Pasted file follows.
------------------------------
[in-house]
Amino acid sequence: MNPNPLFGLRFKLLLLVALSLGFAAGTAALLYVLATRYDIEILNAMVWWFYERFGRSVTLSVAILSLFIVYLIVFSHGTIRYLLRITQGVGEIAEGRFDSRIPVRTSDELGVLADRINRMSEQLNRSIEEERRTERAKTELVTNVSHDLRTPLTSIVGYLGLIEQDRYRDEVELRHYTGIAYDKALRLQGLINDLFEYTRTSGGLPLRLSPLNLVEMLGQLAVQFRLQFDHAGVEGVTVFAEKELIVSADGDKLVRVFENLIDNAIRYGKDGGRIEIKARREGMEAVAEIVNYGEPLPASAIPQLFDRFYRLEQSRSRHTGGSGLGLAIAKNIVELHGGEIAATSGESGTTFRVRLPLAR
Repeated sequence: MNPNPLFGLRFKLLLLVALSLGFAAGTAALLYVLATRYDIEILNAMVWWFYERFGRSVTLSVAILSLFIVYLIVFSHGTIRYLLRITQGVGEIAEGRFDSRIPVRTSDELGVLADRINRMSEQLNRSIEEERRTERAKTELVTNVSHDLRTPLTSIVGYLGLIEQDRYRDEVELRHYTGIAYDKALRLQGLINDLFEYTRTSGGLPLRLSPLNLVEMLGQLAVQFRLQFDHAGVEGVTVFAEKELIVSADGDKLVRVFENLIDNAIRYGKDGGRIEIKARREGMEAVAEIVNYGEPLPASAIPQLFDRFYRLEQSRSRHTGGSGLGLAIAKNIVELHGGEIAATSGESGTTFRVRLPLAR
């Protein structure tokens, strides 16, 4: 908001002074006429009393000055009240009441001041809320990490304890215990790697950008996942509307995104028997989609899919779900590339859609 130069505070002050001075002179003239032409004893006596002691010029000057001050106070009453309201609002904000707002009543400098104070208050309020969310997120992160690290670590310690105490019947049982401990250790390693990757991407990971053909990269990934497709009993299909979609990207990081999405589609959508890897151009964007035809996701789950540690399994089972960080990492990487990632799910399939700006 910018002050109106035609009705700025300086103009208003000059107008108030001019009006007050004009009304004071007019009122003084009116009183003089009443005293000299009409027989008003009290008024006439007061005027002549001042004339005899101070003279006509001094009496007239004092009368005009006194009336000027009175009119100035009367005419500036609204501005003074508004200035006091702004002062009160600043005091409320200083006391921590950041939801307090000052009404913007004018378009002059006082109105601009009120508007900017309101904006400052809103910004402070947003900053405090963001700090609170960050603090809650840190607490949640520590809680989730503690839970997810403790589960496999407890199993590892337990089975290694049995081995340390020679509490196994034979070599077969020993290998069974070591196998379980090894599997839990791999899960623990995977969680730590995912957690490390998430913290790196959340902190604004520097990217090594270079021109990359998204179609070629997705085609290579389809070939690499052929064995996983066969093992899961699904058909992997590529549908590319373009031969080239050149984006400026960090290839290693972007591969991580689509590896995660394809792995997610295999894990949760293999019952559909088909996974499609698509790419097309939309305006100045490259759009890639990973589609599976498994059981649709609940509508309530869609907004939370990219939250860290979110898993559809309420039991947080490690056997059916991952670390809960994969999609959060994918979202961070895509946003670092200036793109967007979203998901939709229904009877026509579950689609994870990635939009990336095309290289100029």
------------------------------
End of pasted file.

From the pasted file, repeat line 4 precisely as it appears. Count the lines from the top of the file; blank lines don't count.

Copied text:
């Protein structure tokens, strides 16, 4: 908001002074006429009393000055009240009441001041809320990490304890215990790697950008996942509307995104028997989609899919779900590339859609 130069505070002050001075002179003239032409004893006596002691010029000057001050106070009453309201609002904000707002009543400098104070208050309020969310997120992160690290670590310690105490019947049982401990250790390693990757991407990971053909990269990934497709009993299909979609990207990081999405589609959508890897151009964007035809996701789950540690399994089972960080990492990487990632799910399939700006 910018002050109106035609009705700025300086103009208003000059107008108030001019009006007050004009009304004071007019009122003084009116009183003089009443005293000299009409027989008003009290008024006439007061005027002549001042004339005899101070003279006509001094009496007239004092009368005009006194009336000027009175009119100035009367005419500036609204501005003074508004200035006091702004002062009160600043005091409320200083006391921590950041939801307090000052009404913007004018378009002059006082109105601009009120508007900017309101904006400052809103910004402070947003900053405090963001700090609170960050603090809650840190607490949640520590809680989730503690839970997810403790589960496999407890199993590892337990089975290694049995081995340390020679509490196994034979070599077969020993290998069974070591196998379980090894599997839990791999899960623990995977969680730590995912957690490390998430913290790196959340902190604004520097990217090594270079021109990359998204179609070629997705085609290579389809070939690499052929064995996983066969093992899961699904058909992997590529549908590319373009031969080239050149984006400026960090290839290693972007591969991580689509590896995660394809792995997610295999894990949760293999019952559909088909996974499609698509790419097309939309305006100045490259759009890639990973589609599976498994059981649709609940509508309530869609907004939370990219939250860290979110898993559809309420039991947080490690056997059916991952670390809960994969999609959060994918979202961070895509946003670092200036793109967007979203998901939709229904009877026509579950689609994870990635939009990336095309290289100029």